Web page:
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This code is used to sort a List. The list could contain in the thousands of elements but less than 10k.

protected <E> int compareFields(E o1, E o2, String fieldName){
    try { 
        Comparable o1Data = (Comparable) o1.getClass().getMethod(fieldName).invoke(o1);
        Comparable o2Data = (Comparable) o2.getClass().getMethod(fieldName).invoke(o2);
        return o1Data == null ? o2Data == null ? 0 : 1 :
               o2Data == null ? -1 : o1Data.compareTo(o2Data);
    } catch(Exception e) {
        throw new RuntimeException(e);
    }
}

I was advised to

"Please don't use reflection for things like this!! Either supply the method with a suitable Comparator, or a method to extract the relevant property (may be computed in a way not supported by the original type), or both."

An example of a better way to do this would be nice.

Context: I've got many screens with data tables. Each one is build from a List. Each data table needs to be sortable by each of its 6 columns. The columns are either Date or String.

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1  
What is the context? Sorting of a dataset? –  Thomas Jungblut Jan 16 '12 at 19:25
    
@Thomas Jungblut Yes, I'm sorting and the list could be in the 1000s. –  Dale Jan 16 '12 at 19:27
8  
Well the posted comment already tells you what to do instead. And I wholeheartedly agree: If you can change the code (which the writer of the note seems to assume as well), doing this thing by reflection is not only inefficient but horrible code to maintain as well (and really fragile). –  Voo Jan 16 '12 at 19:29
    
Is there any reason you pass the method name as a String? –  Thorbjørn Ravn Andersen Jan 16 '12 at 19:44
    
@Thorbjørn Ravn Andersen I guess the reason is that this is my first use of reflection and I'm not aware of a better way to do it. –  Dale Jan 16 '12 at 19:50

3 Answers 3

up vote 4 down vote accepted

Using reflection here will potentially be much slower, as you are adding number of stack frames to each comparison by using getClass, getMethod and invoke rather than using the objects' native compare method.

Ideally, you would write the method to avoid the use of object in the signature. A "suitable Comparator" would at least be strongly bound to the objects' type (which you assume are the same). If you must have dynamic field comparison (as it appears), then at least the reflection could be encapsulated in that comparator.

If you are going to call this thousands of times, though, it would be best to pre-bind a Comparator to the field you are sorting by. This way, you only call getMethod once up front, rather than once for each individual comparison.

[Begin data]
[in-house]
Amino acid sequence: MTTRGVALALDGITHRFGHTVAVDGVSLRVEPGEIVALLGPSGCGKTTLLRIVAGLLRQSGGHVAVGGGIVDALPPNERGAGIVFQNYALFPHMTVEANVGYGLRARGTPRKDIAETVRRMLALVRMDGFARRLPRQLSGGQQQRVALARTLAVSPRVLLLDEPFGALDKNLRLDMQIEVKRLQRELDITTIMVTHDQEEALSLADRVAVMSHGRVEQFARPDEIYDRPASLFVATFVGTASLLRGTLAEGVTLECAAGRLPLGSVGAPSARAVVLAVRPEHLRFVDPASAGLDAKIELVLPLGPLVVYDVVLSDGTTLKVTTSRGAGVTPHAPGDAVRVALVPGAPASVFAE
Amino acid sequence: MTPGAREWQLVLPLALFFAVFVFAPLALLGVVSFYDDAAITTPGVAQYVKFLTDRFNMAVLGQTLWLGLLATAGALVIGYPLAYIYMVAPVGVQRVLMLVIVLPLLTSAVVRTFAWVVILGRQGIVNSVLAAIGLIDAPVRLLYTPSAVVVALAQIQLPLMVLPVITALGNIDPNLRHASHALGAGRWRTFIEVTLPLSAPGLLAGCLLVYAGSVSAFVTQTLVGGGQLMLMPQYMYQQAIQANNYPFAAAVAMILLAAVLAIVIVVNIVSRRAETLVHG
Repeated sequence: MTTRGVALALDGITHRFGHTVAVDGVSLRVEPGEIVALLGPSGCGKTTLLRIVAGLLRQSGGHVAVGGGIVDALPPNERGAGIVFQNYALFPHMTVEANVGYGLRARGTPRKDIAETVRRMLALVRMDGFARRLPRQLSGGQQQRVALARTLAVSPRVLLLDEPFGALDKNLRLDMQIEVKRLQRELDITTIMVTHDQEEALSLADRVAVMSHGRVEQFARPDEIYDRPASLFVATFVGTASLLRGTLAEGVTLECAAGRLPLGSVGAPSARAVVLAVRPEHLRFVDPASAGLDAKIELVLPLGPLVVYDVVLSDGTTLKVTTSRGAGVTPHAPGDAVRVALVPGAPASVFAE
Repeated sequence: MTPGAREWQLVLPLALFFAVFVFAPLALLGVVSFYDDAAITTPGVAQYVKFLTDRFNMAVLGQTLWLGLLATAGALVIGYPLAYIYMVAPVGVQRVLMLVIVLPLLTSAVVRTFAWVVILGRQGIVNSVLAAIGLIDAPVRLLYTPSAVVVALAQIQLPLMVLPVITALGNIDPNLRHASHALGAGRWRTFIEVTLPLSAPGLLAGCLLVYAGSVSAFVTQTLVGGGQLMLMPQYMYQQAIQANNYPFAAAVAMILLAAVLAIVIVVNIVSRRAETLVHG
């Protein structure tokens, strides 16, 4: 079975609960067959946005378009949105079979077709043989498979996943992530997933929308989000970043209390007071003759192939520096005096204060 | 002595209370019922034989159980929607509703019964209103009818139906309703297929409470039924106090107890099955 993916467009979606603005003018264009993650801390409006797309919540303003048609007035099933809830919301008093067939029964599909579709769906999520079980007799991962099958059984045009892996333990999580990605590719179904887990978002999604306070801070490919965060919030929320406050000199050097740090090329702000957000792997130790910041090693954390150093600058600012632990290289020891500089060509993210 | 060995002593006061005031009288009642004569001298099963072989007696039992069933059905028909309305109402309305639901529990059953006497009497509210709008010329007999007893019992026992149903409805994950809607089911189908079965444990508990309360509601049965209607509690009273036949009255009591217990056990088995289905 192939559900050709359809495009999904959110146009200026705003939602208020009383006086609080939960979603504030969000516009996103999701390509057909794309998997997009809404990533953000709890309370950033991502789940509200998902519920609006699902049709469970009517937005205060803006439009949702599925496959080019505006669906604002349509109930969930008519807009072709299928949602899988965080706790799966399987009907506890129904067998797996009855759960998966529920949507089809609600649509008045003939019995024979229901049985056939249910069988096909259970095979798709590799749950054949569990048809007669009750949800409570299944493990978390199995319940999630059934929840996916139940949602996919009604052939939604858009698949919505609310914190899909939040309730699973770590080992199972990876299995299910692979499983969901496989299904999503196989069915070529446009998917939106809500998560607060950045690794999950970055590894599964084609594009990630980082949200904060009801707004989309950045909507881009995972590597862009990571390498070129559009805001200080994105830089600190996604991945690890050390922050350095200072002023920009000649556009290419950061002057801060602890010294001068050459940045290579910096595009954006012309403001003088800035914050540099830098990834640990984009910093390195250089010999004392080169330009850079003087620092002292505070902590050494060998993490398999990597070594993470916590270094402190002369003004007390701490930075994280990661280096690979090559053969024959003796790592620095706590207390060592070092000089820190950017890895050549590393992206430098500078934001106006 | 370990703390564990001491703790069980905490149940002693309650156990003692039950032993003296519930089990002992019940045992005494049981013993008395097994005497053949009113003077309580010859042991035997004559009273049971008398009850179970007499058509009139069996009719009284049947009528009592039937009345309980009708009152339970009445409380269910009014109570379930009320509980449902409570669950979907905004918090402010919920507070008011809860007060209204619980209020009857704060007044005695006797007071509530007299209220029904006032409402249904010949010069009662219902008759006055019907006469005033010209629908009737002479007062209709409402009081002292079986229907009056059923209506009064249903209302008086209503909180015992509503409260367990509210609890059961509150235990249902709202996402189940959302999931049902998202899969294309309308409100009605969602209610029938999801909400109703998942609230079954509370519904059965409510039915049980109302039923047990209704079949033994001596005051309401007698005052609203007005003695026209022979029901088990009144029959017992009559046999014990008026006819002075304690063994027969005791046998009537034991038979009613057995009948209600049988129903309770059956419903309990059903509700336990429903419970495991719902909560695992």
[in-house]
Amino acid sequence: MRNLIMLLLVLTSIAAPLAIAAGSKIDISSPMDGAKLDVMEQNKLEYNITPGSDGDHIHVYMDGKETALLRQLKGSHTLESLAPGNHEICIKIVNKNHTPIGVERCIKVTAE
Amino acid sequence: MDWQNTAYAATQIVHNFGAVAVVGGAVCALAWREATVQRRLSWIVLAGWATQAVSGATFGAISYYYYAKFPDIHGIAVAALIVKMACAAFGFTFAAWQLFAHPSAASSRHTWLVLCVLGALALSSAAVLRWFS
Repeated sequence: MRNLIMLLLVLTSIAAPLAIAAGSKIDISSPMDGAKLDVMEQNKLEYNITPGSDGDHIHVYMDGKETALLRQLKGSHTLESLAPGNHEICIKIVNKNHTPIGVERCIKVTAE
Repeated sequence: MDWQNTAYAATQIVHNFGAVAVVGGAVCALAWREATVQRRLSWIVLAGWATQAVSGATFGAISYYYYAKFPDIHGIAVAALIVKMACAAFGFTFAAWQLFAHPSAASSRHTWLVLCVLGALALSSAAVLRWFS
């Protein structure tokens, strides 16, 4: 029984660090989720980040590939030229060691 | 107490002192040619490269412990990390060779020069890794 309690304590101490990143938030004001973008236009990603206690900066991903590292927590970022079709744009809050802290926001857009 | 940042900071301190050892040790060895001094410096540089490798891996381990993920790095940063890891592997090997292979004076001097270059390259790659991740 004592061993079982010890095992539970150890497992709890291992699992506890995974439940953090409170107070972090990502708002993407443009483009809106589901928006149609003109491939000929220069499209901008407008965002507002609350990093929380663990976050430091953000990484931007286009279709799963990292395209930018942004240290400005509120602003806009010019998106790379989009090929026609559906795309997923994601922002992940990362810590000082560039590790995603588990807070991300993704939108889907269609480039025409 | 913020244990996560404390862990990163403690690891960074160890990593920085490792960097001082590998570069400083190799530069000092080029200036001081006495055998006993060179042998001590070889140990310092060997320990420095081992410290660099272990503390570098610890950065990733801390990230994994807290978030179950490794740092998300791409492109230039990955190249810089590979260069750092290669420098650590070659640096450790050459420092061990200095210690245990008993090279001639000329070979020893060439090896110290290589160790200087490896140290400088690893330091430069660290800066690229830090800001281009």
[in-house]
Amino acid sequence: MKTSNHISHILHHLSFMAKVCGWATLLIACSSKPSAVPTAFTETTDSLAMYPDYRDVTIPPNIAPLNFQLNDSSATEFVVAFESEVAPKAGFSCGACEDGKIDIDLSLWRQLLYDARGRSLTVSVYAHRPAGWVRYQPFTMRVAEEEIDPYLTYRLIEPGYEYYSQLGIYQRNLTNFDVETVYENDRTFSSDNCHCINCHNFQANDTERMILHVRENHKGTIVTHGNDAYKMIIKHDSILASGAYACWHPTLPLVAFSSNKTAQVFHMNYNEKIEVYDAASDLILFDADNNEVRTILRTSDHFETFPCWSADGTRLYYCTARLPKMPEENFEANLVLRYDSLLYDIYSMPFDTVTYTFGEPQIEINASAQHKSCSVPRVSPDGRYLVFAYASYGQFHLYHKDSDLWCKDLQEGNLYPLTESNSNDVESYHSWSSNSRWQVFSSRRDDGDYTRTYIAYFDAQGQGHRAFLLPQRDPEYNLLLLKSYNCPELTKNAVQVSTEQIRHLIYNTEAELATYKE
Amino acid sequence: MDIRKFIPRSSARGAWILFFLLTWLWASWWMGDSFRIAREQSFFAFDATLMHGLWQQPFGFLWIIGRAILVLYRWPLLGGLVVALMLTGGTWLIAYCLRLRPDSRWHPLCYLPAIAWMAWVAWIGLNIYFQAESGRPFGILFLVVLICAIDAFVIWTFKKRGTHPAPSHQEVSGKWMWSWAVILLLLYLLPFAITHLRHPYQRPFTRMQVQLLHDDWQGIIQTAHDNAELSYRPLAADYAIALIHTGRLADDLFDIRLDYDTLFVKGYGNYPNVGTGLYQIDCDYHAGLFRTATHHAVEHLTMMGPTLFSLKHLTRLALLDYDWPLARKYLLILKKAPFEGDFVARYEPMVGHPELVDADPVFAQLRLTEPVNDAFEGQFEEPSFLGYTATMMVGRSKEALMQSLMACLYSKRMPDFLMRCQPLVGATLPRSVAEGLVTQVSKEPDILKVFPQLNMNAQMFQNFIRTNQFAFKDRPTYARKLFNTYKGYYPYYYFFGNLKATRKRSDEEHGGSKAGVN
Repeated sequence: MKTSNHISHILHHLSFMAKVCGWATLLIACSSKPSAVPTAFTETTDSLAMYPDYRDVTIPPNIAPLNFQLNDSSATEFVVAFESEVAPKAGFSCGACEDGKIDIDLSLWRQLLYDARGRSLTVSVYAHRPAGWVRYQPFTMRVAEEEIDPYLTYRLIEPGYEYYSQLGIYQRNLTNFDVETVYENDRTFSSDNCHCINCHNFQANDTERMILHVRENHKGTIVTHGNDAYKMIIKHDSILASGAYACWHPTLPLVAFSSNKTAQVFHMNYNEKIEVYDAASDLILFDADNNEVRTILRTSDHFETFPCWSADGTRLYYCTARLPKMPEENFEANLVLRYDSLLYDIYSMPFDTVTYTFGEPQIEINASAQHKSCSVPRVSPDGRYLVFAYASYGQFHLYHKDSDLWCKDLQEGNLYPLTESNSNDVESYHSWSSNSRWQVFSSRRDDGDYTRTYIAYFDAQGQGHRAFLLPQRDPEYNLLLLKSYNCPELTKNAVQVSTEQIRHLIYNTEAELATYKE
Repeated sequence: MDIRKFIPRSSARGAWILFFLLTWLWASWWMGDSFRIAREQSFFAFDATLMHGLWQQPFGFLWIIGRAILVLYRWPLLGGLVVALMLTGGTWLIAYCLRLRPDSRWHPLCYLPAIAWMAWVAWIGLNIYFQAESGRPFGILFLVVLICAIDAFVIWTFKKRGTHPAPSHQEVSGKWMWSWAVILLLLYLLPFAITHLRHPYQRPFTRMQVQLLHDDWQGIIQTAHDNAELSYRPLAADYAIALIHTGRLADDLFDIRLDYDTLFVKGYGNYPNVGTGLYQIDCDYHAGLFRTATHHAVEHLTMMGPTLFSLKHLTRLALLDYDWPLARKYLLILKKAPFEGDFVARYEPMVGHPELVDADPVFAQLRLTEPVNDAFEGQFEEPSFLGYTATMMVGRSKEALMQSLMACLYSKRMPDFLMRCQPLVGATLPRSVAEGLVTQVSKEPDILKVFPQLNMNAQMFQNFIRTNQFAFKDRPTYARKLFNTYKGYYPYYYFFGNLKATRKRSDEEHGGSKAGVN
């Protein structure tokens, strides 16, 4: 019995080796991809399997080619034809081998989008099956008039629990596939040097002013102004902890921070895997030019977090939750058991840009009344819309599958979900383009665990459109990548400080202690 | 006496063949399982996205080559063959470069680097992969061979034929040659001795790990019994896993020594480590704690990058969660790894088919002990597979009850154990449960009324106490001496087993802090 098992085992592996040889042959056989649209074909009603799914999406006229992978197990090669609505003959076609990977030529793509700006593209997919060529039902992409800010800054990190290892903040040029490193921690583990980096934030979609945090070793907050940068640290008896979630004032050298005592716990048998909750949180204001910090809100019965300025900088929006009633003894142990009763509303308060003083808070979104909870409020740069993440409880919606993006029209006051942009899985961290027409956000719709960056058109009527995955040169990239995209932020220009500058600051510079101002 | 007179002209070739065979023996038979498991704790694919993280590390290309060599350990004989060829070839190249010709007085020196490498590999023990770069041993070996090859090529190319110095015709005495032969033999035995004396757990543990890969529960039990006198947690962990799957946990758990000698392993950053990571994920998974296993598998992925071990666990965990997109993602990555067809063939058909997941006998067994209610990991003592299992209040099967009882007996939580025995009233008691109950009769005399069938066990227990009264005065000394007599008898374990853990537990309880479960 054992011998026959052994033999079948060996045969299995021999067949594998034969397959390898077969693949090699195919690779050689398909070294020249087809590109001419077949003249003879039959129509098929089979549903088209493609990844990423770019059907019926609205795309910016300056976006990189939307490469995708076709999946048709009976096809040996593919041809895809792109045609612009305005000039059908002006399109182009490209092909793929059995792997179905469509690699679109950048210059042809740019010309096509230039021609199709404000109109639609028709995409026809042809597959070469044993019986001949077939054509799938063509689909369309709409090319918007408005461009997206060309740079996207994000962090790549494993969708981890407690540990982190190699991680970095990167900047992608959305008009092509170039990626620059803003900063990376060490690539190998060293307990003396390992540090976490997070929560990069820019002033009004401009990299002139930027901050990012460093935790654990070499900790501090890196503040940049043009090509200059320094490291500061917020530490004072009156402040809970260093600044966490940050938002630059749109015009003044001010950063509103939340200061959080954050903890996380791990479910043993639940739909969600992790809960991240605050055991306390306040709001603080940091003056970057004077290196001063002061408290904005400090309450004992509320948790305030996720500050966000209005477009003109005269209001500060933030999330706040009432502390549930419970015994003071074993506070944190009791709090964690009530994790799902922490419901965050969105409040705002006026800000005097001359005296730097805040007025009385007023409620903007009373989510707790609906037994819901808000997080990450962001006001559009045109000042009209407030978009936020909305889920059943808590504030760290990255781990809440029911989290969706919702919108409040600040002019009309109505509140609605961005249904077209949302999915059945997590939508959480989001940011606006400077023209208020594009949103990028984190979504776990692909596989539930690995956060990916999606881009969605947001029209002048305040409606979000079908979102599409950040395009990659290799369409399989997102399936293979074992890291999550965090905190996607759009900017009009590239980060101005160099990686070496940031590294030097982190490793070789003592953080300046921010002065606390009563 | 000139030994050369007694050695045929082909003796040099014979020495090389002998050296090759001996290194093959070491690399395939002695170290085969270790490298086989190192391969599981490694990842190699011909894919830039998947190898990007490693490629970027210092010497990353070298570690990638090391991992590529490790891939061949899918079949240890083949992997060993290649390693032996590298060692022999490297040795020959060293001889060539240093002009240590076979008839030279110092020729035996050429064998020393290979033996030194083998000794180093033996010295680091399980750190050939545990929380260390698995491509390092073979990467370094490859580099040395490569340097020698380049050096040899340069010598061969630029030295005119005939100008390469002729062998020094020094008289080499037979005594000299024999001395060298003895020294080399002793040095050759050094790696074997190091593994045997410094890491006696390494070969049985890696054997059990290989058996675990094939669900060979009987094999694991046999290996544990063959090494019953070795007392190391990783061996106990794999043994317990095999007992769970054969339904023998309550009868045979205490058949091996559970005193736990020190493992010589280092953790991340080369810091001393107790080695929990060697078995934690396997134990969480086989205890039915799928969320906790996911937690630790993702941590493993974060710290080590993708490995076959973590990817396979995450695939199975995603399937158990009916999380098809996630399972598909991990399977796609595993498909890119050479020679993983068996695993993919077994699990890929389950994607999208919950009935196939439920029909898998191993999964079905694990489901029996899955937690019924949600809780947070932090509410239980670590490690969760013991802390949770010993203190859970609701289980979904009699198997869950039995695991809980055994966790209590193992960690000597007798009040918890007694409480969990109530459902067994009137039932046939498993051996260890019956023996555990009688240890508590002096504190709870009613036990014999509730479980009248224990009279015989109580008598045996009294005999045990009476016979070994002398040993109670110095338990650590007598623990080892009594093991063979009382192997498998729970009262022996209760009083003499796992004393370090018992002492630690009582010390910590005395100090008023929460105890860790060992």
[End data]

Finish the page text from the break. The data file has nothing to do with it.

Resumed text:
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OP is comparing objects by their properties, which are Comparable. Whether the objects itself implement Comparable is irrelevant if there is a need to sort them by more than one criteria. The idea is probably to allow dynamic sorting, in a datagrid for example. –  Groo Jan 16 '12 at 19:32
    
reflection probably also has to do some security checks and whatnot. Especially on older JVMs reflection was horribly slow in general and while it has gotten better, it still makes optimizations for the JIT pretty hard (e.g. presumably no inlining). So yes most certainly more than a bit slower. –  Voo Jan 16 '12 at 19:33
    
@Groo, thanks, updated accordingly. –  harpo Jan 16 '12 at 19:37

It's hard to give a good example without context, so for now here's a small list of why it's not the best idea:

  1. The field provided has no guarantee of being Comparable (not sure why the code here needs to catch that exception and rebrand it).
  2. What if the type of objects provided are not meant to be compared in this way? (It's an overly generic method name to know how it's supposed to be used).
  3. It's not strongly typed. Providing the field name as a string means you'll have to change your code everywhere whenever the property name changes, and it'll be hard to track down where you need to make those changes.
  4. Reflection is potentially slower than if implemented in a strongly typed manner.
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The other answers described well why it is not advised to use reflection. I want to add an example using a more conventional solution.

Instead of specifying the field that is used to compare the two objects, you should take a Comparator instance as an argument. This way the client who uses this method can specify how to compare the two objects.

protected <E> int compareFields(E o1, E o2, Comparator<E> comparator) {
    return comparator.compare(o1, o2);
}

And an example call to this function would look like this:

MyClass a = ...;
MyClass b = ...;
Comparator<MyClass> intFieldComparator = new Comparator<MyClass> {
    public int compare(MyClass o1, MyClass o2) {
        int field1 = o1.getIntField();
        int field2 = o2.getIntField();

        return field2 - field1;
    }
};

compareFields(a, b, intFieldComparator);

You can define different comparators if you want to compare the objects using several fields.

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